Over the past two years, 140 AFP members met with 164 MPs, Ministers, and government officials in 338 ridings across Canada to bring forward our “case” for AFP’s role in public policy development and asked elected officials to support three important policy priorities:
- A home in government for the charitable sector;
- an ongoing investment in data collection on the charitable sector; and
- consideration of tax exemption for gifts of private shares and real estate.
Thanks to this work, AFP’s message about the value of professional fundraising and the importance of an enabling environment for charities has spread across the country and across party lines. Read more »
By Kayleigh Alexandra
Image source: pexels
Anyone involved in running a nonprofit organization will understand that one of the greatest challenges they face is raising money. Simply asking people to cut you another check won’t suffice – just like negotiating a business deal, there are many ways to engage your donors without resorting to endless pleas. It’s all about playing the long game.
Entrepreneurs form long-term partnerships with investors, and you can do the same when it comes to fundraising for your nonprofit. Here are six unusual fundraising ideas that are surefire ways of compelling more people to donate.
Related: 5 Tips to Plan Your Best Holiday Campaign
The advent of crowdfunding platforms like Kickstarter and Indiegogo have made it possible for nonprofit organizations to put themselves out there and attract people with a vested interest in their work. You can set up a page that introduces who you are, what you’re doing, and include pictures and examples of your campaign’s achievements so far.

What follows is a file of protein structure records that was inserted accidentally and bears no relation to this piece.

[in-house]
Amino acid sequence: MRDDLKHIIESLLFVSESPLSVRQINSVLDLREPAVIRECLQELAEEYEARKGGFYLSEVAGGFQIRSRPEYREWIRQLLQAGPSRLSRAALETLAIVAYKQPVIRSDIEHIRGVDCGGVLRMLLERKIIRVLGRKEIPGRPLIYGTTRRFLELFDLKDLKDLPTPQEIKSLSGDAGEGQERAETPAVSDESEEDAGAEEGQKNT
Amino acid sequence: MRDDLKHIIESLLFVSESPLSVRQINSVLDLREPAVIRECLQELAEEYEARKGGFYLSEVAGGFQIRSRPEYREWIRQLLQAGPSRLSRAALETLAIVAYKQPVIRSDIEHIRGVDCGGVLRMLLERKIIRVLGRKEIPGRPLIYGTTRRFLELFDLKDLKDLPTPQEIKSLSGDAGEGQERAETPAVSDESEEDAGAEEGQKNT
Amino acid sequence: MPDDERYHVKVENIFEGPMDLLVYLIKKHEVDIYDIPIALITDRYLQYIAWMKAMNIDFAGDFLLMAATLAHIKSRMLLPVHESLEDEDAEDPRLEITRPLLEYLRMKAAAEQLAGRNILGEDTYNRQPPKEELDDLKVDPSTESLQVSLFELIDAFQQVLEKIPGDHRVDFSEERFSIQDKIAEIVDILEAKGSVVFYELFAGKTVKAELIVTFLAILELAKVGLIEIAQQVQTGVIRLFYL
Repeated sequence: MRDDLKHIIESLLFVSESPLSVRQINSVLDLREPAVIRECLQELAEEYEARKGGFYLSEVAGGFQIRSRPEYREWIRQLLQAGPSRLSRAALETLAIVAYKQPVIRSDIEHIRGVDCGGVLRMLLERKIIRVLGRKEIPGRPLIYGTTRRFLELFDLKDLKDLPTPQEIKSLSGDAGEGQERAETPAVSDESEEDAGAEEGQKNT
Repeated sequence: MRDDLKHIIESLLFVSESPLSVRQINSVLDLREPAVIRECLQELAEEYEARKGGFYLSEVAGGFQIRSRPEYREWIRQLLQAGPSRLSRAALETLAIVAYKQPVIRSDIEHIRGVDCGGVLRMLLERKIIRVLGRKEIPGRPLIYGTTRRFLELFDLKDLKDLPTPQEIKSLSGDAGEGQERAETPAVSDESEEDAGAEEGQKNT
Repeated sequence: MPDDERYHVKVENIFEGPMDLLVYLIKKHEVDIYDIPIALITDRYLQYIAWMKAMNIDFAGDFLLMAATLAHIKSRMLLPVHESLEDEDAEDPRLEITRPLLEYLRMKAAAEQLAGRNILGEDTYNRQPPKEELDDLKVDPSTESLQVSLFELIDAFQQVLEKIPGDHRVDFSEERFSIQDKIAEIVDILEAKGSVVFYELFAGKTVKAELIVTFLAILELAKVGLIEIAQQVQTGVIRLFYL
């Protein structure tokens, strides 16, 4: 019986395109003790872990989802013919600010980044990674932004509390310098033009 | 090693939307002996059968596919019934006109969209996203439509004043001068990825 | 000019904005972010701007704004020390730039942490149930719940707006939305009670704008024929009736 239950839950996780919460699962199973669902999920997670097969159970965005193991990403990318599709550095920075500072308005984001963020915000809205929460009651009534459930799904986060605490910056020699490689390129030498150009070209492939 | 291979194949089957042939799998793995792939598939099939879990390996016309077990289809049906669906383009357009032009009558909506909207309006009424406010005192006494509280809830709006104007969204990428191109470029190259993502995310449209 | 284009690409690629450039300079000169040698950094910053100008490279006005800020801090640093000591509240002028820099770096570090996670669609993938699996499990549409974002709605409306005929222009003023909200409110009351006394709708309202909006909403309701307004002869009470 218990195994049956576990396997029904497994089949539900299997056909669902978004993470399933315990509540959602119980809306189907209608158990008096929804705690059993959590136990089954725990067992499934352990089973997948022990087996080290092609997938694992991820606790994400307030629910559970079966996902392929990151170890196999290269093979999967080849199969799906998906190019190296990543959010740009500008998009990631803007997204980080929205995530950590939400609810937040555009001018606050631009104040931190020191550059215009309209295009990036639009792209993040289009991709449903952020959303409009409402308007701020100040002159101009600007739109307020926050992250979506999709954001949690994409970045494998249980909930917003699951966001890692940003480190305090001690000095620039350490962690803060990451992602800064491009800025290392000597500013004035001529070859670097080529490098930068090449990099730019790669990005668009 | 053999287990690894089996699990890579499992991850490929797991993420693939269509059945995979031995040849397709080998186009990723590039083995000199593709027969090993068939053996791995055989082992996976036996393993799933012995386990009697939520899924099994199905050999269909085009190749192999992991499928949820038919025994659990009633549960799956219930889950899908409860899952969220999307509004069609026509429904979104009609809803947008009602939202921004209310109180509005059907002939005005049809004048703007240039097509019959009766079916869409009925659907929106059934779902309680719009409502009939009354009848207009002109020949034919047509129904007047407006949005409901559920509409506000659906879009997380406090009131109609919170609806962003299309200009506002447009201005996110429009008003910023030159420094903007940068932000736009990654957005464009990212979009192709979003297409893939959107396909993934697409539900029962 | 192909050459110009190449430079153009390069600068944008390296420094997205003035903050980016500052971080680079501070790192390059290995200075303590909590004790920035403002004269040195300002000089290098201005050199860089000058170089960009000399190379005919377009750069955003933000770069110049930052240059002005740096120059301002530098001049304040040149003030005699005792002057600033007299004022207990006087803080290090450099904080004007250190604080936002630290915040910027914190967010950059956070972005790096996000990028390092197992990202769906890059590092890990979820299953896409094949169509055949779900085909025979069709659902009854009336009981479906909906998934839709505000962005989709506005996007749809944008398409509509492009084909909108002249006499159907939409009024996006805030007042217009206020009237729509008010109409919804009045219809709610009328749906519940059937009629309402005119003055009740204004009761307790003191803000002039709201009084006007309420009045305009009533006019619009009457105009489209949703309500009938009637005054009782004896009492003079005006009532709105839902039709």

Fundraising has become increasingly digitized, which makes crowdfunding an effective way for charities to have their causes funded by thousands of potential donors online. All you need is a well put-together campaign page. It’s not always easy, and it can be hard to stand out. Here are some useful tips to help you meet your target.
Another great option is to use a t-shirt crowdfunding campaign, which lets you reward donors with custom t-shirts – the perfect way to attract new donors and to offer them something in return.
Read more »
By Penelope Burk originally posted on Burk’s Blog.
Ah…my annual indulgence that I eagerly share with you. Please enjoy this selection of comments from donors who have already taken part in the 2018 Burk Donor Survey. Included are a number of comments about giving during natural disasters, which is one of our survey’s special themes this year.
As always, my special thanks to dozens of not-for-profits who are reaching out to their donors in April and May to invite them to participate in The Burk Donor Survey. These wonderful organizations are united by their belief that evidence from donors should inform decisions about fundraising. And, of course, my deepest gratitude goes to those thousands of donors who, for a little while, have put their busy lives on hold in order to talk about what philanthropy means to them and how their giving is changing in a world full of challenges and opportunities. Read more »